Monday, July 30, 2012
We feature each week Nicholas Reid's reviews and comments on new and recent books
“LIFE’S X FACTOR – The Missing Link in Materialism’s Science of Living Things” by Neil Broom (Steele Roberts, $NZ29:99)
In The Blind Watchmaker, one of his works of materialist propaganda, Richard Dawkins records an experiment he performed which he believes confirms his world view. He had a simple graphic design installed in a computer, and then had the computer programmed to modify the design randomly, one small line at a time. In no time, the simple graphic design began to look, in Dawkins’ eyes, like an insect or a bird or a Spitfire or any number of other things. Perceiving some of the shapes to be like living things, Dawkins invented the term “biomorphs” and – voila! – he was at once explaining to his readers that this little experiment showed how random and unplanned and undesigned the emergence of life on Earth must have been. No need to think anything transcendent or immaterial was involved in the process. Life simply appeared by random chemical and physical changes in molecules, just like the random shape changes in his “biomorphs”. Of course it required lots of time to do this (millions of years), but each “generation” of the computer model was achieved in a matter of seconds.
Unfortunately, as Neil Broom patiently explains in Life’s X Factor, there are a number of things radically wrong with the conclusions Dawkins reaches. First, one-dimensional graphic designs, which look vaguely like living things, are nowhere near the complexity of real living things. Second, Dawkins’ “biomorphs” randomly mixed nonsense shapes (looking like nothing in particular) with shapes of non-living things (note the Spitfire) as much as they produced shapes that looked vaguely like living things. Certainly the undirected forces of nature can produce an infinite variety of shapes – like the wind sculpting sand dunes, or dripping chemical-charged water producing statue-like stalagmites - but this has nothing to do with explaining how living organisms appeared. Third, the whole experiment took place in the sophisticated, organized and definitely designed context of a computer. Fourth, the experiment proceeded according to a purposeful computer programme – that is, it was designed.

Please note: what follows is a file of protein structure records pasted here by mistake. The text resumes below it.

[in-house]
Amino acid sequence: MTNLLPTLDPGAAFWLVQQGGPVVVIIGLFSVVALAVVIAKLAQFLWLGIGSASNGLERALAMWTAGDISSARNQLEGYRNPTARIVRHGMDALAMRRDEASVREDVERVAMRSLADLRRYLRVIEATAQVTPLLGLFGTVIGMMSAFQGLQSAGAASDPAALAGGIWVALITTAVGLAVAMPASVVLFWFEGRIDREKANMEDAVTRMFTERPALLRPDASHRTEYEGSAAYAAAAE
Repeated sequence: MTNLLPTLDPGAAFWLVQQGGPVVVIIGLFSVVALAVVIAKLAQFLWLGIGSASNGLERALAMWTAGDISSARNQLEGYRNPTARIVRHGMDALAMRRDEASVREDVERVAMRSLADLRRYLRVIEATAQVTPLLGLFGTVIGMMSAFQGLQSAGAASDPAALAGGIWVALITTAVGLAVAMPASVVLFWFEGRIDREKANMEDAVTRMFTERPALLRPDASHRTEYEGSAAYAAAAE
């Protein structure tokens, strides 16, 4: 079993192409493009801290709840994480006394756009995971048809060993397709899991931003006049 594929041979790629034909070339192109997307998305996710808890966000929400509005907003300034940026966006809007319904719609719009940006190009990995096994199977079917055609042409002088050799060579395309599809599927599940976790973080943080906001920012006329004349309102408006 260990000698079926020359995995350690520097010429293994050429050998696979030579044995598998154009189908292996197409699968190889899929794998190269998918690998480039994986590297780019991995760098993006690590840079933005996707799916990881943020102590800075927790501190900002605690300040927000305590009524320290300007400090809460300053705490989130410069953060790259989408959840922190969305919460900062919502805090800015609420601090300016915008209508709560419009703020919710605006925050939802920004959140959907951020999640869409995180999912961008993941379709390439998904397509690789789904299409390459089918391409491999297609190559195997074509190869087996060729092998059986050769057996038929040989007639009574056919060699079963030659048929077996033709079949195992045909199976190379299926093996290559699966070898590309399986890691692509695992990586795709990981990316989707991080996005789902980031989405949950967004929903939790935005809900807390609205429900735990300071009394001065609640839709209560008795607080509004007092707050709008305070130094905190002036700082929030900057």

If Dawkins wished to draw conclusions about the origins and development of life from his observation (and in fact he had little ground to), then they should have been the very ones he wished to deny – that life is purposeful and designed, within a designed context, just like his “biomorphs”.
Professor Neil Broom, head of the Chemical and Materials Engineering Department at the University of Auckland, and Fellow of the Royal Society, is running a great risk in arguing like this. Such is the dominance of biological-materialist propaganda now, that anyone who suggests there is something transcendent, designed and purposeful in life will be classified as a religious nutter lacking the sophistication of a true scientist. On the level of insult, talk of “design” is automatically countered with images of American Protestant fundamentalist advocates of nonsensical “Creation Science”.
Broom (pgs.83-84) specifically dissociates himself from such pseudo-science, noting that “Creationists” (who would have us believe the Earth is only a few thousand years old) are as ignorant of modern scholarship concerning the Bible as they are of how to do science. Broom is careful to note that he accepts fully the story of evolution as the best hypothesis we currently have for the development of life. But this is not the focus of his argument. As he states :
“It should be stressed here that I am not attacking the reality of biological evolution. I am not even attacking the key mechanism that underpins neo-Darwinism, namely natural selection. Rather, I am asking a much deeper question – is natural selection as material as its proponents proclaim it to be?” (Pg.34)